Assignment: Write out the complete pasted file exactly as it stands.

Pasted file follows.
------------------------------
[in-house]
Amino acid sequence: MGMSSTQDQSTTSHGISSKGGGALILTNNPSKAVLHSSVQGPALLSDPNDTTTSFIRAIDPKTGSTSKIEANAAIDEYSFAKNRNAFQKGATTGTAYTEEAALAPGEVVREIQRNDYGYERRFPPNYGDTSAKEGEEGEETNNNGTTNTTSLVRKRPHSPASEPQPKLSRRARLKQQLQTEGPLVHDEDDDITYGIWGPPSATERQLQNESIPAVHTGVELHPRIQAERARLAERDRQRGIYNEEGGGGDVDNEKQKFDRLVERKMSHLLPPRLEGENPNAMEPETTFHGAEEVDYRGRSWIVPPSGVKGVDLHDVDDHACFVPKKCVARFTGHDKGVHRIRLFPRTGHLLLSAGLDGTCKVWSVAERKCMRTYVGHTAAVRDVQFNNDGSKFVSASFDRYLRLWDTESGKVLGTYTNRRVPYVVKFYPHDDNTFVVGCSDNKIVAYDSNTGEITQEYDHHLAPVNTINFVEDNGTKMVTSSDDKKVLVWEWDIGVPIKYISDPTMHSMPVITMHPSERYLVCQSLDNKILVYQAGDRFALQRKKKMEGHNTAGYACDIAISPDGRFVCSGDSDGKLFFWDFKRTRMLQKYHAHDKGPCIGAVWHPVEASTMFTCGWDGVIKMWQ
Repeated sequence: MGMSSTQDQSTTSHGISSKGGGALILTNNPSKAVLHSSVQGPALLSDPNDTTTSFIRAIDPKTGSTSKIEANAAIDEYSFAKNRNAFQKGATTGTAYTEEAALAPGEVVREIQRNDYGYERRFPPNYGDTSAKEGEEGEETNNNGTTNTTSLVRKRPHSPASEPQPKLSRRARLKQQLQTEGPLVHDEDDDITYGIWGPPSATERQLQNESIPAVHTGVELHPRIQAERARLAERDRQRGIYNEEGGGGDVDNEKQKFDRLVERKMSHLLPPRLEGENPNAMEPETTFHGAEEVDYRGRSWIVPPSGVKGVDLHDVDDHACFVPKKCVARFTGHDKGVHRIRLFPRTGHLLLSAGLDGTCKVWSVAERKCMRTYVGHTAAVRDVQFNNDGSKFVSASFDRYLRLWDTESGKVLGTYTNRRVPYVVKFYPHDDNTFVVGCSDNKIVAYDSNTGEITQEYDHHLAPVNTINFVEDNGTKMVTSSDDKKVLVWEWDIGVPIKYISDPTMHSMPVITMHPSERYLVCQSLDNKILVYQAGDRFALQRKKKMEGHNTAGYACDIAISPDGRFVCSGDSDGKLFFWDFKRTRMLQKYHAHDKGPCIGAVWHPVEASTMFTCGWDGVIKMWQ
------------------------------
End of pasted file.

[in-house]
Amino acid sequence: MGMSSTQDQSTTSHGISSKGGGALILTNNPSKAVLHSSVQGPALLSDPNDTTTSFIRAIDPKTGSTSKIEANAAIDEYSFAKNRNAFQKGATTGTAYTEEAALAPGEVVREIQRNDYGYERRFPPNYGDTSAKEGEEGEETNNNGTTNTTSLVRKRPHSPASEPQPKLSRRARLKQQLQTEGPLVHDEDDDITYGIWGPPSATERQLQNESIPAVHTGVELHPRIQAERARLAERDRQRGIYNEEGGGGDVDNEKQKFDRLVERKMSHLLPPRLEGENPNAMEPETTFHGAEEVDYRGRSWIVPPSGVKGVDLHDVDDHACFVPKKCVARFTGHDKGVHRIRLFPRTGHLLLSAGLDGTCKVWSVAERKCMRTYVGHTAAVRDVQFNNDGSKFVSASFDRYLRLWDTESGKVLGTYTNRRVPYVVKFYPHDDNTFVVGCSDNKIVAYDSNTGEITQEYDHHLAPVNTINFVEDNGTKMVTSSDDKKVLVWEWDIGVPIKYISDPTMHSMPVITMHPSERYLVCQSLDNKILVYQAGDRFALQRKKKMEGHNTAGYACDIAISPDGRFVCSGDSDGKLFFWDFKRTRMLQKYHAHDKGPCIGAVWHPVEASTMFTCGWDGVIKMWQ
Repeated sequence: MGMSSTQDQSTTSHGISSKGGGALILTNNPSKAVLHSSVQGPALLSDPNDTTTSFIRAIDPKTGSTSKIEANAAIDEYSFAKNRNAFQKGATTGTAYTEEAALAPGEVVREIQRNDYGYERRFPPNYGDTSAKEGEEGEETNNNGTTNTTSLVRKRPHSPASEPQPKLSRRARLKQQLQTEGPLVHDEDDDITYGIWGPPSATERQLQNESIPAVHTGVELHPRIQAERARLAERDRQRGIYNEEGGGGDVDNEKQKFDRLVERKMSHLLPPRLEGENPNAMEPETTFHGAEEVDYRGRSWIVPPSGVKGVDLHDVDDHACFVPKKCVARFTGHDKGVHRIRLFPRTGHLLLSAGLDGTCKVWSVAERKCMRTYVGHTAAVRDVQFNNDGSKFVSASFDRYLRLWDTESGKVLGTYTNRRVPYVVKFYPHDDNTFVVGCSDNKIVAYDSNTGEITQEYDHHLAPVNTINFVEDNGTKMVTSSDDKKVLVWEWDIGVPIKYISDPTMHSMPVITMHPSERYLVCQSLDNKILVYQAGDRFALQRKKKMEGHNTAGYACDIAISPDGRFVCSGDSDGKLFFWDFKRTRMLQKYHAHDKGPCIGAVWHPVEASTMFTCGWDGVIKMWQ